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Ambassador to Senegal James P.
Zumwalt to the Department of Dagana Hospital. In sub-Saharan Africa, the scale-up of proven, effective malaria prevention tools -- insecticide-treated mosquito nets, indoor residual spraying and preventative treatment for pregnant women -- and increased availability of rapid malaria diagnosis and effective treatment has contributed to saving an estimated 6.
The initiative also contributed to a 55 percent decrease in child mortality in Senegal from to and has made the country a major success story for malaria control. Diaw shared a personal perspective, including his recollections of a painful past and the hopeful future that is shaping up for his country as malaria slowly fades from memory.
You were born and raised in northern Senegal at a time when sickness and death from malaria was accepted as a part of life. Every year for four months [during the rainy season] everyone had malaria; every family had one or two deaths from malaria.
People thought the hallucinations and delusions that come with severe malaria were caused by witchcraft. Last year, the district only recorded one death from malaria in an area that used to record to deaths from malaria annually.
How did malaria affect the community as a whole? As a child, I accepted the toll malaria took on my family and community. But when I left to study health economics in the capital, Dakar, I saw my childhood experiences in a new light. Health economics allowed me to see the big picture, the real toll malaria was exacting on my community and others throughout Senegal.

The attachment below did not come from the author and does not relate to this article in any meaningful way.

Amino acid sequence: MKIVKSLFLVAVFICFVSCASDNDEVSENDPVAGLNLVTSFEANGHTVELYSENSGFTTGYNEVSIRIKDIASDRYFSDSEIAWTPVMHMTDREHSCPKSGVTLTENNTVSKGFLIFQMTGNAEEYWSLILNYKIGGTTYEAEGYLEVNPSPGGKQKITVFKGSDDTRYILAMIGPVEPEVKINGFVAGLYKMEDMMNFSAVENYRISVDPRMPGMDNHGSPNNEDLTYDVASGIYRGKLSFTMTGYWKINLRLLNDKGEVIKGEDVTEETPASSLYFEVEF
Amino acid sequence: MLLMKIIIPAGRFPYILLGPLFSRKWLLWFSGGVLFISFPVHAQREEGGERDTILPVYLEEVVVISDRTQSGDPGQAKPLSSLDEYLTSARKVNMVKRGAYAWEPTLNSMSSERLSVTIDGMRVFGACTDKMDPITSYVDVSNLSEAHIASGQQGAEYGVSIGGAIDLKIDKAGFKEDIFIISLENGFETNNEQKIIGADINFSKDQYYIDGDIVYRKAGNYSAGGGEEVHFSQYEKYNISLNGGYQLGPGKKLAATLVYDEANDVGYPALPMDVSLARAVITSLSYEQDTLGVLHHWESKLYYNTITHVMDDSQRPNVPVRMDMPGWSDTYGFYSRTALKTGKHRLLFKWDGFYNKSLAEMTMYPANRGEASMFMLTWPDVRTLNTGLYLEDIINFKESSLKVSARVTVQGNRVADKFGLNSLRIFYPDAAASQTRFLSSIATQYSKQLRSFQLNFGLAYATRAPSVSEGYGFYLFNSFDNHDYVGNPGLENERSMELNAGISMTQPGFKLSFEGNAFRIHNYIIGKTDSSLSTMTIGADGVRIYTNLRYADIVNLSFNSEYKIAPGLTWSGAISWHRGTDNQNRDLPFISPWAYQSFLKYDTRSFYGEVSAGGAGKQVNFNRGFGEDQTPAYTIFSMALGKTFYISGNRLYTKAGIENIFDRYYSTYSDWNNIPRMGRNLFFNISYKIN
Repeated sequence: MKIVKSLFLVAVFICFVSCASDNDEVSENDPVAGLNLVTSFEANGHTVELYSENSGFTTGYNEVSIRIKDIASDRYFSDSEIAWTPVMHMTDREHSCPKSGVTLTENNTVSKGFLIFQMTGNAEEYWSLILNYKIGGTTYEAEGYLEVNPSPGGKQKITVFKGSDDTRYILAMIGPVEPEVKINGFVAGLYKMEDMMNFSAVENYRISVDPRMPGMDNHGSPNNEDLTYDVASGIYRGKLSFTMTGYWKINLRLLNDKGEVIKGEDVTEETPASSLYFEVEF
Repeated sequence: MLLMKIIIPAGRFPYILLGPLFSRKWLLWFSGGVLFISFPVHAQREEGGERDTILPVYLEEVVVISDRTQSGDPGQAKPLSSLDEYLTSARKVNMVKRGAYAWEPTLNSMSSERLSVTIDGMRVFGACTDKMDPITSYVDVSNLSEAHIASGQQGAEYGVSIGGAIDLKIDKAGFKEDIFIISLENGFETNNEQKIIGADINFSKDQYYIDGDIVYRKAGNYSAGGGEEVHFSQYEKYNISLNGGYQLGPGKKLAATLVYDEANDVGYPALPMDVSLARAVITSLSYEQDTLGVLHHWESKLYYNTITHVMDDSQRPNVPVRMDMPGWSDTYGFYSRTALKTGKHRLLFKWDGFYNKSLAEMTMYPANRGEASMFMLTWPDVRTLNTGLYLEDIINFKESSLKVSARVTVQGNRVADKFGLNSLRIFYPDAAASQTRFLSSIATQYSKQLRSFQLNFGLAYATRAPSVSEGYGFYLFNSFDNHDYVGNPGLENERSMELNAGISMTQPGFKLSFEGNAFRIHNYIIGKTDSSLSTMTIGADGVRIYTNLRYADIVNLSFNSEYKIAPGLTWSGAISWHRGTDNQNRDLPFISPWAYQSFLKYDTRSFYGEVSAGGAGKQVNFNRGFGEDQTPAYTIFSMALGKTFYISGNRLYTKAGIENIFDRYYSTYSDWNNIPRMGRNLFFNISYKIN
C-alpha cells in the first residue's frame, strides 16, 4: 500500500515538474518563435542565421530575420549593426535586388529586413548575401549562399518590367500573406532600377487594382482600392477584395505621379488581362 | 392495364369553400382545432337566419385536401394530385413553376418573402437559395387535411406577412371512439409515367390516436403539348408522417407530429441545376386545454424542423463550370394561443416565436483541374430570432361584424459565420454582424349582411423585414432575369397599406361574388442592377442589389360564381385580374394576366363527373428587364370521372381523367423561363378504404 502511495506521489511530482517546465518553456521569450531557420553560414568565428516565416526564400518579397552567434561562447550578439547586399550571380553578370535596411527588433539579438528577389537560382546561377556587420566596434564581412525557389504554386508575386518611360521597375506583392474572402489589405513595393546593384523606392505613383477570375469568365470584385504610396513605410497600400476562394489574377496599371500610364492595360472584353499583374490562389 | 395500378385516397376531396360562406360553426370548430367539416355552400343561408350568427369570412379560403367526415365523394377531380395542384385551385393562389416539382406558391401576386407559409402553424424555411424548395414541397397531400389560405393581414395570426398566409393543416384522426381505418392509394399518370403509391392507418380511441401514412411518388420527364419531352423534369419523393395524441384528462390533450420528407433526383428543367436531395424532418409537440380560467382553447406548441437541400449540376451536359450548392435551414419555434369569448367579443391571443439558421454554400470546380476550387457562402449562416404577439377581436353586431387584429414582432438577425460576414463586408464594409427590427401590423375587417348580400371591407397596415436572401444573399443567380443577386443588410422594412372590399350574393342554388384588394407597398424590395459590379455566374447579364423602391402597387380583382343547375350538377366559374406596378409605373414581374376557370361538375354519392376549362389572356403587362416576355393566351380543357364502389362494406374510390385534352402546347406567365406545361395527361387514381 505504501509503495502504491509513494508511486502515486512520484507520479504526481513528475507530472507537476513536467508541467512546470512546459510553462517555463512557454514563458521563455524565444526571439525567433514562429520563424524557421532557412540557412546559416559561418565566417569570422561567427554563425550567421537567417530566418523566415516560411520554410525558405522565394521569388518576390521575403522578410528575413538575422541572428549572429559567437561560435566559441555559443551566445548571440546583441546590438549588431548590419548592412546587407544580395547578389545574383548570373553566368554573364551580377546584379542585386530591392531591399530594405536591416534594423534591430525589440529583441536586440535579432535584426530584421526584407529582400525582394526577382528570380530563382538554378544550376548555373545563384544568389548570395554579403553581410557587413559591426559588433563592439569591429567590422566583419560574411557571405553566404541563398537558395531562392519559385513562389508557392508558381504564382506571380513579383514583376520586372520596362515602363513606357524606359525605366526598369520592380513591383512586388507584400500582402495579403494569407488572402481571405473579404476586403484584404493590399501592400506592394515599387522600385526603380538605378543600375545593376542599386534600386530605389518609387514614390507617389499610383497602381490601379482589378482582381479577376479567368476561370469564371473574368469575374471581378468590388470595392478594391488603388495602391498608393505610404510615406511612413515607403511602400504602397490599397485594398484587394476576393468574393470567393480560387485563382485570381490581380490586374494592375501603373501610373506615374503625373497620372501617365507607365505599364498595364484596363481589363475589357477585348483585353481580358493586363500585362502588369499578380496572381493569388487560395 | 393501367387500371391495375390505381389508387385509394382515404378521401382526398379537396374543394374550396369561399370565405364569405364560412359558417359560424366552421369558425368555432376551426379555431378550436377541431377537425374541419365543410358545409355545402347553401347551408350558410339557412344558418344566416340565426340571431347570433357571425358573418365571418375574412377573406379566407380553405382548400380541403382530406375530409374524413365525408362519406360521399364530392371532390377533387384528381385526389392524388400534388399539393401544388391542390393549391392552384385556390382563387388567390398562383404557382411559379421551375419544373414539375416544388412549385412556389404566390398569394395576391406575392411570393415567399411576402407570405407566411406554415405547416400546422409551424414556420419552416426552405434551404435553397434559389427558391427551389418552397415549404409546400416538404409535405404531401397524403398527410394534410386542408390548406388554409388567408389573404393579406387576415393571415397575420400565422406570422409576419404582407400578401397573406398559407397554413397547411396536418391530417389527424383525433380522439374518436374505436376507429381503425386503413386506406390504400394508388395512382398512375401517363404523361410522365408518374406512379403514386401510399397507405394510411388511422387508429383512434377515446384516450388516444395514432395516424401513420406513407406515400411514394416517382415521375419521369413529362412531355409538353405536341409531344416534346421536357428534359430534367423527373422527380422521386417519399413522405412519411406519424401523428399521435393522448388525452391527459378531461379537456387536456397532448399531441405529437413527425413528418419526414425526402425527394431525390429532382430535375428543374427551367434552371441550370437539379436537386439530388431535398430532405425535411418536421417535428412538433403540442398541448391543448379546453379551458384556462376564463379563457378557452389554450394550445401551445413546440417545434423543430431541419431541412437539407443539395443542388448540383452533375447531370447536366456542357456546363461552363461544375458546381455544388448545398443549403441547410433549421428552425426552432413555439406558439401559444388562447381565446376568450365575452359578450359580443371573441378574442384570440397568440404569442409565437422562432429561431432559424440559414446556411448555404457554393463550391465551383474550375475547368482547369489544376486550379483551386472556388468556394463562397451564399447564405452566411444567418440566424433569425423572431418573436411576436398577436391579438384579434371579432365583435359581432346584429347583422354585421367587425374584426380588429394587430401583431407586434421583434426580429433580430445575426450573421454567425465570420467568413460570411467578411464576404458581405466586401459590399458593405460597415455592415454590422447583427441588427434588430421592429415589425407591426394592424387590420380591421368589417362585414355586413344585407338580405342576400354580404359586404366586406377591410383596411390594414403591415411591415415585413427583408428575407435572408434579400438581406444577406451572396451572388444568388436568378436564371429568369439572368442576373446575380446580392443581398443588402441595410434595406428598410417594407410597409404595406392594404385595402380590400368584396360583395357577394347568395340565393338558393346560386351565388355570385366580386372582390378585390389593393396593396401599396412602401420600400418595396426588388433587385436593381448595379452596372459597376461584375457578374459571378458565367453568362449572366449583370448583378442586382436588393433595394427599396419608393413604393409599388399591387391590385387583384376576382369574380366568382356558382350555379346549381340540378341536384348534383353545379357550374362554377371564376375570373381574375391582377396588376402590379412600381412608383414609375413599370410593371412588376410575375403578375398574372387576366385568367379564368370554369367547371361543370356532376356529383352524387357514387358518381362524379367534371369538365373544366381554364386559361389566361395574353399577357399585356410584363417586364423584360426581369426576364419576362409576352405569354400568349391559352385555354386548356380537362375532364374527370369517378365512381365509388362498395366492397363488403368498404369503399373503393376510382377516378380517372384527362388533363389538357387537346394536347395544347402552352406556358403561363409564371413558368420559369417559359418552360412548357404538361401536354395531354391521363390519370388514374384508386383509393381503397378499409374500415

This multisectoral understanding of the situation my family faced inspired me to return to my community as director of the department hospital which serves two districts.
The happy ending of this story is that this region recently became the first in Senegal to reach malaria pre-elimination status less than one case of malaria per 1, people at risk.
Until 10 or 15 years ago, malaria was the leading cause of mortality and morbidity in this region. PMI provided millions of long-lasting insecticide-treated bed nets, and my colleagues and I made sure people understood how to hang the nets and that everyone, especially pregnant women and young children, needed to sleep under a net every night.
PMI also supplied rapid diagnostic tests, malaria treatment medication and supported the training of community health workers to use these tools, which curbed the number of serious cases we had to treat at the clinical level.
Critically, people here have embraced the behavior change message related to bed net usage; there is exceptionally high bed net adherence in this area. Additionally, because of their critical role in early malaria diagnosis, treatment and referral when necessarycommunity health workers have become highly respected and valued members of the community.
What do you envision for the future of malaria in this region? For 40 years, I lived with malaria and the effects it had on my family and my community.Report on current situation in the health sector of Senegal and possible roles for non-motorised transport interventions Mission: 28th December to 8th January Meaningful, innovative and evidence-based analysis to help inform key decision making Our goal is to be the business intelligence partner of choice for companies in the healthcare arena looking for meaningful, innovative and evidence-based analysis to inform their key decision making.
Our headquarters are located in Cape Town, South Africa, and we have offices in all of the sub-Saharan countries in which we operate. We also have satellite offices in London, Los Angeles, CA, and Washington, DC for development, fundraising, and communications.
Medicine + Health is the George Washington University School of Medicine and Health Science’s flagship publication that showcases the research and clinical expertise of the SMHS faculty. Title: The State of mHealth in Senegal Author: Thomas T. Barry ([email protected]) Affiliation: Undergraduate, Class of , Elliott School of International Affairs Faculty Advisor: Dr.
The mHealth opportunity in Sub-Sahara Africa The mHealth ecosystem is a The opportunity of mHealth in Sub-Sahara Africa The path towards practical application 5.